At a high-level workshop organized by United Nations and Chinese authorities in Shanghai last week, shecco presented market trends and opportunities related to next generation Mobile Air Conditioning (MAC) based on the natural refrigerant CO2.
The meeting on 24-25 November in Shanghai allowed Chinese experts in the field of vehicle air conditioning to exchange views and gain new insights into next-generation refrigerant options to replace currently used HFCs. Participants included experts from the Chinese automotive industry, high-level representatives from Chinese ministries, the UN, the European Commission, California, as well as system and component suppliers from around the world, research institutes and global car manufacturers.
Presentations and subsequent discussions focused on which technical, legal, and economic factors could influence the choice of next-generation refrigerant for vehicles by the Chinese car industry.
Of special interest for the Chinese industry are new system developments, including hybrids and fuel cells, the rate of refrigerant leakage, energy efficiency, investment costs for new technologies, and potential financial support under the frame of Clean Development Mechanisms (CDM) or other financing options.
shecco gave an update on general market trends for MAC worldwide. With air conditioning fast becoming a standard feature in vehicles, Chinese companies have access to attractive system and compressor markets. Furthermore, by developing systems suitable to the natural refrigerant CO2, Chinese industry has the option to benefit from emission credits under the frame of the Kyoto Protocol, as this would lead to significant reductions of greenhouse gas emissions over a life-cycle approach. shecco highlighted discussions about next refrigerant choice, narrowed down to CO2 and the new chemical 1234yf as possible alternatives. shecco presented a video showing flammability test results for 1234yf, which was broadcasted on German TV last month, highlighting its risks of ignition and its highly toxic decomposition products as a result.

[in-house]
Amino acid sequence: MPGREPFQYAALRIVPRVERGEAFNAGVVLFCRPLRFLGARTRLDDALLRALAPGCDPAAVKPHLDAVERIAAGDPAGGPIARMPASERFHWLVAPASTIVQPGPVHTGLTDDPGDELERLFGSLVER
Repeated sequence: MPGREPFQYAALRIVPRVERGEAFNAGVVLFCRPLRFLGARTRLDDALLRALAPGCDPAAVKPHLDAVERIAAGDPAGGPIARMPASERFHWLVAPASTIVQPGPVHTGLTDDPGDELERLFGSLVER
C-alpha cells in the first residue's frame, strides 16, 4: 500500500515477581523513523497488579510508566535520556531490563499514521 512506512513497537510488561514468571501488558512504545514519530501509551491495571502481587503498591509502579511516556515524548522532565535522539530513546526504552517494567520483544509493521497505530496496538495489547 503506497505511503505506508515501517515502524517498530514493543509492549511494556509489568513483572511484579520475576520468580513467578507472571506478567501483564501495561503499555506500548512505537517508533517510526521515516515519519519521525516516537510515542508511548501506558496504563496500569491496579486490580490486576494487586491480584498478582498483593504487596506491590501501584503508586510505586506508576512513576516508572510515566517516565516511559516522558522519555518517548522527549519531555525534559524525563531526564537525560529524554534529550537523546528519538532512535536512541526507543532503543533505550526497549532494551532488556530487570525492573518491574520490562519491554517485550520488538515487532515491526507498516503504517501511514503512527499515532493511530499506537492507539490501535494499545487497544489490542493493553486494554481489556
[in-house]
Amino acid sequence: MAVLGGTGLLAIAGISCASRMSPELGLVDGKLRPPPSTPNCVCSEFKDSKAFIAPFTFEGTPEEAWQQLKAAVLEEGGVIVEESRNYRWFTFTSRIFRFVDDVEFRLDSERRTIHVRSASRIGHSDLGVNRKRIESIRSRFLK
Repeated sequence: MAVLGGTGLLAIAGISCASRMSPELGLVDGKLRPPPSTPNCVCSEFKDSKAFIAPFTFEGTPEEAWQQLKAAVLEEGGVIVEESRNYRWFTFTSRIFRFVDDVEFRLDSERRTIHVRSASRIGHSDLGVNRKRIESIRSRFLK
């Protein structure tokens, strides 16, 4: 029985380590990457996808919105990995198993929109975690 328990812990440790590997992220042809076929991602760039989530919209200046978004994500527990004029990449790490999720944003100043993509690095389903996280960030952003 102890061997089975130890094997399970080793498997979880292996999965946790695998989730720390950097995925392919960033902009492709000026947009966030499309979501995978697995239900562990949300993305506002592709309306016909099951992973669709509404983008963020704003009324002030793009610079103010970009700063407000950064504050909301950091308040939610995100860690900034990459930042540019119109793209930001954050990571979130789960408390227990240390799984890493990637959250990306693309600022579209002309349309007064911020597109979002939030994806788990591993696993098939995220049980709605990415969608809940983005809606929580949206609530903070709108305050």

Stakeholders and next steps
Organisations presenting latest technology updated included suppliers, such as Denso, Egelhof, Shrieve and Obrist Engieering, Research Institutes Sintef and Purdue University and the NGO Greenpeace. From the policy side, the United Nations Environment Programme (UNEP), California Air Resources Board (CARB), the European Commission and The Chinese Ministry of Environmental Protection gave an overview of legal initiatives to have an impact on the market. Representatives from Chinese authorities and car industry completed the expert panel.
As a conclusion to the workshop, UNEP announced that funding will be made available to allow both China and India evaluate different technical options to show in practice would be the best solution according to their climatic conditions. Extensive vehicle testing and research efforts are thus expected for the next 2 years.
So far, R134a is the refrigerant of choice in China, after all CFC production plants were closed down in June 2007. Currently, there are 11 manufacturers of MAC in China, with investments in the order of €300-500 million. Given that the EU will ban R134a form new vehicle models as from 2011, Chinese suppliers exporting to Europe will have to adapt to new refrigerant requirements. Use of alternative refrigerants could also be required in China at a later stage.